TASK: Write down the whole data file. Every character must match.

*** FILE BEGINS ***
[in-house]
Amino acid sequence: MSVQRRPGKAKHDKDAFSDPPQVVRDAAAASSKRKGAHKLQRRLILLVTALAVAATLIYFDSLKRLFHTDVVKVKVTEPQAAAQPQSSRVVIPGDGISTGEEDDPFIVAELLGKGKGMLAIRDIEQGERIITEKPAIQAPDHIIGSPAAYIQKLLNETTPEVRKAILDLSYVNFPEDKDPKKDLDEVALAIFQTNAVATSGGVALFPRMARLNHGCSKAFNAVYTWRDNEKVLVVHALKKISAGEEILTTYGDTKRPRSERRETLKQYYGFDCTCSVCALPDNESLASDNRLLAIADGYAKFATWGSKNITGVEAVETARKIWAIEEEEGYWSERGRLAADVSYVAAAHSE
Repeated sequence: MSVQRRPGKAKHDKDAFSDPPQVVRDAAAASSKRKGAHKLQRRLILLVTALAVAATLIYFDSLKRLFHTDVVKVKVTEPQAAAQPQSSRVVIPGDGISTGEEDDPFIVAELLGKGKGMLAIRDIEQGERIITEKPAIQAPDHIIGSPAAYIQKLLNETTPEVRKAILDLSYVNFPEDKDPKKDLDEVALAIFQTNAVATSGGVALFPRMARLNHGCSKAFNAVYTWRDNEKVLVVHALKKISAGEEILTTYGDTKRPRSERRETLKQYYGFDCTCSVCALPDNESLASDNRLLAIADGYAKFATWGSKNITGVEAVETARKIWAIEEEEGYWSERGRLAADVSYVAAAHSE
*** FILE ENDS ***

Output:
[in-house]
Amino acid sequence: MSVQRRPGKAKHDKDAFSDPPQVVRDAAAASSKRKGAHKLQRRLILLVTALAVAATLIYFDSLKRLFHTDVVKVKVTEPQAAAQPQSSRVVIPGDGISTGEEDDPFIVAELLGKGKGMLAIRDIEQGERIITEKPAIQAPDHIIGSPAAYIQKLLNETTPEVRKAILDLSYVNFPEDKDPKKDLDEVALAIFQTNAVATSGGVALFPRMARLNHGCSKAFNAVYTWRDNEKVLVVHALKKISAGEEILTTYGDTKRPRSERRETLKQYYGFDCTCSVCALPDNESLASDNRLLAIADGYAKFATWGSKNITGVEAVETARKIWAIEEEEGYWSERGRLAADVSYVAAAHSE
Repeated sequence: MSVQRRPGKAKHDKDAFSDPPQVVRDAAAASSKRKGAHKLQRRLILLVTALAVAATLIYFDSLKRLFHTDVVKVKVTEPQAAAQPQSSRVVIPGDGISTGEEDDPFIVAELLGKGKGMLAIRDIEQGERIITEKPAIQAPDHIIGSPAAYIQKLLNETTPEVRKAILDLSYVNFPEDKDPKKDLDEVALAIFQTNAVATSGGVALFPRMARLNHGCSKAFNAVYTWRDNEKVLVVHALKKISAGEEILTTYGDTKRPRSERRETLKQYYGFDCTCSVCALPDNESLASDNRLLAIADGYAKFATWGSKNITGVEAVETARKIWAIEEEEGYWSERGRLAADVSYVAAAHSE